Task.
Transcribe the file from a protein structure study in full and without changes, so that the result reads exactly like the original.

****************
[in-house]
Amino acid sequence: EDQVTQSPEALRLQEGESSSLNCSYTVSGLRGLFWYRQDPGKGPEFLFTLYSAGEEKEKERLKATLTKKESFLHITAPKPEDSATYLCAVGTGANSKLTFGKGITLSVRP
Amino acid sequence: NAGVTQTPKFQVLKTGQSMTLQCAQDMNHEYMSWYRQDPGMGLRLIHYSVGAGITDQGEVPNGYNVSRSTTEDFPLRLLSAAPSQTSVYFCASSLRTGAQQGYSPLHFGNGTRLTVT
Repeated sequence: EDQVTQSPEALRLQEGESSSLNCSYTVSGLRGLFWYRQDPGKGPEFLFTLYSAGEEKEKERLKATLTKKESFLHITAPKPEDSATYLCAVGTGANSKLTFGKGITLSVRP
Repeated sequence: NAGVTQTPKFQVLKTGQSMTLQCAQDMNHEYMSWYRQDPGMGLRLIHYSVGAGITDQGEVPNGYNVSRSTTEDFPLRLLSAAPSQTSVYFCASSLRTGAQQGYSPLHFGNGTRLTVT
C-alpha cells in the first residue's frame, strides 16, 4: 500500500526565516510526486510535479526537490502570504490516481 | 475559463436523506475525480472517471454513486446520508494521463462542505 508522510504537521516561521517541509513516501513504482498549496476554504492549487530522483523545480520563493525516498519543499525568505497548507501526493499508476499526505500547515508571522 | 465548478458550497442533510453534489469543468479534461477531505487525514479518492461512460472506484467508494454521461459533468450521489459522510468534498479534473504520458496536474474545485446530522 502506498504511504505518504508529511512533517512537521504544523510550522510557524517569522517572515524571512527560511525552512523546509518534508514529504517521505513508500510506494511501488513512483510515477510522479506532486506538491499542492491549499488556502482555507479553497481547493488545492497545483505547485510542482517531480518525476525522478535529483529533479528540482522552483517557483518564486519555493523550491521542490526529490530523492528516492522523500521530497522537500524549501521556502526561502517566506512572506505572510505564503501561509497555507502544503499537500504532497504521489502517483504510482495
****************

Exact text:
[in-house]
Amino acid sequence: EDQVTQSPEALRLQEGESSSLNCSYTVSGLRGLFWYRQDPGKGPEFLFTLYSAGEEKEKERLKATLTKKESFLHITAPKPEDSATYLCAVGTGANSKLTFGKGITLSVRP
Amino acid sequence: NAGVTQTPKFQVLKTGQSMTLQCAQDMNHEYMSWYRQDPGMGLRLIHYSVGAGITDQGEVPNGYNVSRSTTEDFPLRLLSAAPSQTSVYFCASSLRTGAQQGYSPLHFGNGTRLTVT
Repeated sequence: EDQVTQSPEALRLQEGESSSLNCSYTVSGLRGLFWYRQDPGKGPEFLFTLYSAGEEKEKERLKATLTKKESFLHITAPKPEDSATYLCAVGTGANSKLTFGKGITLSVRP
Repeated sequence: NAGVTQTPKFQVLKTGQSMTLQCAQDMNHEYMSWYRQDPGMGLRLIHYSVGAGITDQGEVPNGYNVSRSTTEDFPLRLLSAAPSQTSVYFCASSLRTGAQQGYSPLHFGNGTRLTVT
C-alpha cells in the first residue's frame, strides 16, 4: 500500500526565516510526486510535479526537490502570504490516481 | 475559463436523506475525480472517471454513486446520508494521463462542505 508522510504537521516561521517541509513516501513504482498549496476554504492549487530522483523545480520563493525516498519543499525568505497548507501526493499508476499526505500547515508571522 | 465548478458550497442533510453534489469543468479534461477531505487525514479518492461512460472506484467508494454521461459533468450521489459522510468534498479534473504520458496536474474545485446530522 502506498504511504505518504508529511512533517512537521504544523510550522510557524517569522517572515524571512527560511525552512523546509518534508514529504517521505513508500510506494511501488513512483510515477510522479506532486506538491499542492491549499488556502482555507479553497481547493488545492497545483505547485510542482517531480518525476525522478535529483529533479528540482522552483517557483518564486519555493523550491521542490526529490530523492528516492522523500521530497522537500524549501521556502526561502517566506512572506505572510505564503501561509497555507502544503499537500504532497504521489502517483504510482495